Round 13, 2018

‘Frightful occurence at a football match in Carlton’, by Richard Egan Lee, August 5, 1876.State Library of Victoria, Accession no: PN05/08/76/00. Available at


With reports on Wednesday that Liam Picken is ‘doubtful’ to return from his concussion injury in 2018, as well as Koby Stevens’s appearance on Fox a couple of weeks ago discussing his ongoing concussion issues, alongside the weekly occurrence of players leaving games early due to concussions, we felt it was time to take a look back at the historical place of concussion reporting.



According to a Trove search for ‘football concussion’, 1930-1939 was the peak year of reporting concussion incidents (acknowledging, of course, that some of these hits might not be precisely on our topic and the number of newspapers published and included in Trove varies over time!).


Data taken from Trove search conducted 13 June 2018

There were a wide variety of early incidents. On 30 September 1912, for example, under the headline ‘FOOTBALL CAUSES CONCUSSION’, the Geelong Advertiser reported that ‘While playing football on Saturday, William Sinclair, 25, of 67 Robert street, Northcote, was struck on the head with the ball, and sustained concussion of the brain. He was admitted to the Melbourne Hospital’ (p. 3).

The previous year, The Daily Telegraph reported that ‘Harold Pye, a son of Mr. W. H. Pye, dentist, while playing in the final of the junior football competition on Saturday, received injuries to the head which resulted in concussion of the brain’ (1 August 1911, p. 8).

In this era, the headlines were generally about the same: ‘Concussion at Football’ and ‘Concussion After Football’ recur. But there are occasional more dramatic headlines: ‘Football Violence: Concussion of the Brain’, ‘Football Brutality: More Concussion of the Brain’, ‘Plays Football Though Suffering from Concussion’, ‘Football Accident: Boy with Concussion,’ and ‘Rough Football: Player Sustains Concussion of the Brain’.

And then there was ‘Football Collision – Concussion of the Brain’, which reported that ‘Cooper who was playing on the half back line for Fitzroy, bumped against a Geelong player, and fell. He was assisted off the field and was examined by Dr. Newman, who found he was suffering from a slight concussion. As he regained consciousness on arrival at the hospital, whither he was taken in the ambulance, he was not detained in the institution’ (Geelong Advertiser, 24 July 1911, p. 2).

There were heightened scenes too in Melbourne on 17 June 1933, when, it was reported, ‘There was a dramatic close to the League football match between Hawthorn and Fitzroy yesterday. Twice during the last few minutes of the game the result was in the hands of a man who was unconscious of what he was doing through concussion… Hawthorn made a desperate late rally and reduced Fitzroy’s lead to four points at one stage. Then Roy Zanders [sic] (Hawthorn) missed an easy mark in front of goal. Later he kicked a possible scoring shot from a free out of bounds. Collapsing in the dressing room after the match, he was removed to a private hospital with concussion’ (Advocate, 19 June 1933, p. 5).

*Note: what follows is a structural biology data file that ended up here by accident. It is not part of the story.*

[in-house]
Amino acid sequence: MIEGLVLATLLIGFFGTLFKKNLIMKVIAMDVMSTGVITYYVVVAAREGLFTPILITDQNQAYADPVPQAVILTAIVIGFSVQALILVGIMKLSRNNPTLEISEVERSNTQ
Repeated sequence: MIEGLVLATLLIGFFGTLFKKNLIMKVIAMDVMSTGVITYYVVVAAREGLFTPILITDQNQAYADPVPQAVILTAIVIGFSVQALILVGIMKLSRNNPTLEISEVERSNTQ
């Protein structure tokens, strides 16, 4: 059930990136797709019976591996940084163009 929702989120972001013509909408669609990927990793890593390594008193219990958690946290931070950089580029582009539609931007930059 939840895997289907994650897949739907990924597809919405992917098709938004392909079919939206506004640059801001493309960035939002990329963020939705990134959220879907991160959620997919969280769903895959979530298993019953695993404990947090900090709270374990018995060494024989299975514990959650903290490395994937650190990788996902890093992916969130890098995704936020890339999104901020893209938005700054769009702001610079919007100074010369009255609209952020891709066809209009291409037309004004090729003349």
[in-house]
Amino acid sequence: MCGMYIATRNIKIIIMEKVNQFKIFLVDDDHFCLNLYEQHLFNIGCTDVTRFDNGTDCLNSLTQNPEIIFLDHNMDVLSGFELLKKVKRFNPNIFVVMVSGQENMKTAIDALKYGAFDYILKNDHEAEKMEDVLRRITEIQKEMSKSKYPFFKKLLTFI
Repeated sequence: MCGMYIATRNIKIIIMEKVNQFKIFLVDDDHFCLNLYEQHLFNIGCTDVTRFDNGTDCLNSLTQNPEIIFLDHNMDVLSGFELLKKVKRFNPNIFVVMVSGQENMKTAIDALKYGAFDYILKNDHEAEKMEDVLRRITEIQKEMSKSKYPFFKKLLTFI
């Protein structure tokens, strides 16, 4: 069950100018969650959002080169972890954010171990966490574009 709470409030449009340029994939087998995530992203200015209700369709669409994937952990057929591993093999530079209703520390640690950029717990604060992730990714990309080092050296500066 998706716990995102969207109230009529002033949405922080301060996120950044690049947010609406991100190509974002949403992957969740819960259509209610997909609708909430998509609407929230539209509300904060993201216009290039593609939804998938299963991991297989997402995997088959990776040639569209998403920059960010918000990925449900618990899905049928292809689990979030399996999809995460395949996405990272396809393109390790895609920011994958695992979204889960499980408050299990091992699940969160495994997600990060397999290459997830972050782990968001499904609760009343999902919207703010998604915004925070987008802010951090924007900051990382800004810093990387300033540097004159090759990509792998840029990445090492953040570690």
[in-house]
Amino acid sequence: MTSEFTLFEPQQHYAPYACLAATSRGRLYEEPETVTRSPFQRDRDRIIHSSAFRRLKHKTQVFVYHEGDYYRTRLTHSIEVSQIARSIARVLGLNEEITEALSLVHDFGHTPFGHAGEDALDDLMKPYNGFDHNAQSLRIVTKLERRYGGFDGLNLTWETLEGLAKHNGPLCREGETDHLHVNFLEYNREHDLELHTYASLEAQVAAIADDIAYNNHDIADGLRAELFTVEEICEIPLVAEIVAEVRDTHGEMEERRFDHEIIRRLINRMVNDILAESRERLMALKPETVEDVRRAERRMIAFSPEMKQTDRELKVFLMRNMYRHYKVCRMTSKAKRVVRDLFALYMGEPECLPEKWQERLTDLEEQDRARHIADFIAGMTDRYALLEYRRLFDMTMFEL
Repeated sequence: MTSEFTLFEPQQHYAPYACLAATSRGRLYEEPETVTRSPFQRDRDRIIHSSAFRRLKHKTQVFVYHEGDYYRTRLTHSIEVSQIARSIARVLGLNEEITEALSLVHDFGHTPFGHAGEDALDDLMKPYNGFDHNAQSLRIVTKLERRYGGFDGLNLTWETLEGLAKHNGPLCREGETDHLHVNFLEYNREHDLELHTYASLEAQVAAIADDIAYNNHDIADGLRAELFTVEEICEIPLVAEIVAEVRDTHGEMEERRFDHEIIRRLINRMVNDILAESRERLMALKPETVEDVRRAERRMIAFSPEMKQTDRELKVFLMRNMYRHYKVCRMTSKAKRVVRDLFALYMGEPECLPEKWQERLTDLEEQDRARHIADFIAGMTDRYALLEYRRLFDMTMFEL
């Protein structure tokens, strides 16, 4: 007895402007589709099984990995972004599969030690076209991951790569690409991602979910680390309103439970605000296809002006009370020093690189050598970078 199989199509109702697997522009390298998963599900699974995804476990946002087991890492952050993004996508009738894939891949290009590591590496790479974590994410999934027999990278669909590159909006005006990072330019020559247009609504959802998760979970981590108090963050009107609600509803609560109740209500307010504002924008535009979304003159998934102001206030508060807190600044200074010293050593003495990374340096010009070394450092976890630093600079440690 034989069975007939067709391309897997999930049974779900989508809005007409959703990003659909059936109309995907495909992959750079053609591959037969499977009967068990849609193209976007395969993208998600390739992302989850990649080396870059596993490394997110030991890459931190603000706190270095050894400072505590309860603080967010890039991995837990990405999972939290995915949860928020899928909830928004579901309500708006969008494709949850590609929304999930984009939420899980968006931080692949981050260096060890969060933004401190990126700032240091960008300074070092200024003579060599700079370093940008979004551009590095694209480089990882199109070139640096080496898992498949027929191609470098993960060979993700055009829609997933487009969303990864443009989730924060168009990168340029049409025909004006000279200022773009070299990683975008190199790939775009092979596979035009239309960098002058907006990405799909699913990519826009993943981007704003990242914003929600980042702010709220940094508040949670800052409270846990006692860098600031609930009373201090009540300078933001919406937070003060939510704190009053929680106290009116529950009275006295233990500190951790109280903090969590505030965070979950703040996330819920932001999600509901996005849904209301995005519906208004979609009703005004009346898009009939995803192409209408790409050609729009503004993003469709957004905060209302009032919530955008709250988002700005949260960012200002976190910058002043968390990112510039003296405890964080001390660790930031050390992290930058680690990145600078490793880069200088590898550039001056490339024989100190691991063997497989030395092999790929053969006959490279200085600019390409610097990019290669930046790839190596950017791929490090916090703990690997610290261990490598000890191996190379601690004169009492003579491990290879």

Concussions were happening at all ages divisions and levels of footy. The Newcastle Morning Herald and Miners’ Advocate reported in April 1939 that ‘Samuel Abraham, 10, of New Lambton, received concussion playing football at Kurri Kurri on Saturday. His condition was satisfactory last night’ (April 17, 1939, p. 9).

And ‘Robert Shaw (25), farmer at Tuckombil, came into contact with the knee of another player in a football match at Coleman’s Point, Lismore, during the week-end, and had to be treated for concussion by a doctor,’ it was reported in 1932 (‘Players Collide,’ Northern Star, 18 April 1932, p. 6).

In this period of large numbers of occurrences, concussions were even happening to umpires. ‘During a football match between Maitland and Kardinia at Maitland (S.A.) on Saturday,’ the Sporting Globe told its readers in 1937, ‘G. H. Thomas, League umpire, bounced the ball. The ball rebounded to his face. Thomas, suffering from concussion, was taken to the Maitland Hospital. A former umpire (J. Whitehead) who was on the ground, took charge of the match’ (4 August 1937, p. 3).

All in all, it seems that the brains of footballers have long been under attack in this game. Here’s holding out hope that this coming weekend sees no more new concussions, at any level.

Play well, play safely, footballers (& umpires)!

1 Comment

  1. Judith Krivickas nee Thomas
    April 9, 2020 / 6:47 pm

    The G.H. Thomas League Umpire who suffered concussion after bouncing the ball was my father. At the time he was a young man in his twenties. He umpired many matches in country South Australia in the thirties. His career appeared to come to an end at the outbreak of war. I’ve been able to trace his sporting experiences through hours spent on Trove. Then seeking clarification from an older sister.
    P.S. The interesting information you find when you can only leave the house for essentials!

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